First Horizon was founded in 1864. Since then, we’ve grown into one of the largest and most respected banks in the Southeast. Today’s COVID-19 situation reminds us of the challenging times we’ve seen throughout our long history. When Memphis was hit by the yellow fever epidemic of 1878, we stayed open largely due to one bookkeeper named Charles Q. Harris. He was literally the last man standing, and the bank never closed. We’ve seen wars, depressions and recessions. We are resilient enough to weather this storm and have what it takes to continue to serve you as we always have.
Our history has taught us to be strong in two key areas:
First Horizon has a balanced mix of consumer and commercial deposits, with 91% of total deposits classified as core deposits. While cash ebbs and flows daily, in March we have seen deposits grow as customers seek financial safety. These net deposit inflows increase our cash levels and reduce our need for borrowing. Also, if needed, we have access to significant additional liquidity from the Federal Reserve and the Federal Home Loan Bank.
On the capital side, First Horizon conducts annual stress tests to ensure the company is able to maintain sufficient financial strength to meet customer needs through an adverse financial cycle.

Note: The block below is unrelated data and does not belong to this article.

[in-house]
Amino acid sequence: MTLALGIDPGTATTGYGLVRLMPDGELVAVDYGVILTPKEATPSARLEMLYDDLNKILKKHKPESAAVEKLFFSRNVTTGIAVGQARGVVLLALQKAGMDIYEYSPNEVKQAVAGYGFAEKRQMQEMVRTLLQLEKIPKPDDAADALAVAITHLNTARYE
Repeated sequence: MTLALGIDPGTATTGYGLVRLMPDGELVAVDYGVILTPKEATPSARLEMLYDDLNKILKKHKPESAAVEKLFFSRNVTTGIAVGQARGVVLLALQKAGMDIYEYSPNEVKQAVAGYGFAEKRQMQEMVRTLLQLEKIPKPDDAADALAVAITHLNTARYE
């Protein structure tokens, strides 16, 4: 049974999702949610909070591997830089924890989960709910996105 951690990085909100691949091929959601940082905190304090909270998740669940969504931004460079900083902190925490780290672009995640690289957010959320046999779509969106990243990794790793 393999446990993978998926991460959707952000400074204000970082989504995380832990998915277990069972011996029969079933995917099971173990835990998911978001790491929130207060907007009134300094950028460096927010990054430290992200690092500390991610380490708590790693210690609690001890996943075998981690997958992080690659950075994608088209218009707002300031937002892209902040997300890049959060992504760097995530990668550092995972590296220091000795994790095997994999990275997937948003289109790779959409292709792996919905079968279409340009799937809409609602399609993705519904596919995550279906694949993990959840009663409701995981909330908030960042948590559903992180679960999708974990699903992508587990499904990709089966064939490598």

Our 2019 stress test indicated that First Horizon is able to maintain more than adequate capital levels in a period of extreme economic stress. The stress test assumed an economic scenario where unemployment is high, the economy experiences a rapid recession, and asset prices fall quickly and severely.
We also are encouraged that our strong credit underwriting and countercyclical businesses, such as our FHN Financial Fixed Income business, help to maintain a solid capital foundation through volatile financial conditions.
Our liquidity position (including borrowing arrangements), and our capital position (including stress test results), are crucial parts of First Horizon’s cash management and capital planning. These positions and plans are regularly reviewed through the most senior levels of the organization, including executive management and the Board of Directors.